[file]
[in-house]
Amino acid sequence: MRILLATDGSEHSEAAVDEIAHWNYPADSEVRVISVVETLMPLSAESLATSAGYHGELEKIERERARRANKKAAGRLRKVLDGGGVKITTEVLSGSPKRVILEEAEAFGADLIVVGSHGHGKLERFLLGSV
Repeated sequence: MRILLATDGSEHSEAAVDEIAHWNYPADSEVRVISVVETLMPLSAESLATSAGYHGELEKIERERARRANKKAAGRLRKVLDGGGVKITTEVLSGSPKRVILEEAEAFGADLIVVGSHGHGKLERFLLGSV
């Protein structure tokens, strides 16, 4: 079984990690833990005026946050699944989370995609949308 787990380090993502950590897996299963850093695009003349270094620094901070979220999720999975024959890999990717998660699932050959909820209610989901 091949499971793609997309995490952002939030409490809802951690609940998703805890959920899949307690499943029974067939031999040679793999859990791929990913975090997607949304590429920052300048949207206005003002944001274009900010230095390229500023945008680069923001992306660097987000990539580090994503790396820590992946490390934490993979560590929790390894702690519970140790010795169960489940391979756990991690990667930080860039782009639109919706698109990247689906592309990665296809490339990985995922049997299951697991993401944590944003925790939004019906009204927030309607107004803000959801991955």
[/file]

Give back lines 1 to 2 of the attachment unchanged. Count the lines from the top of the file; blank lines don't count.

[in-house]
Amino acid sequence: MRILLATDGSEHSEAAVDEIAHWNYPADSEVRVISVVETLMPLSAESLATSAGYHGELEKIERERARRANKKAAGRLRKVLDGGGVKITTEVLSGSPKRVILEEAEAFGADLIVVGSHGHGKLERFLLGSV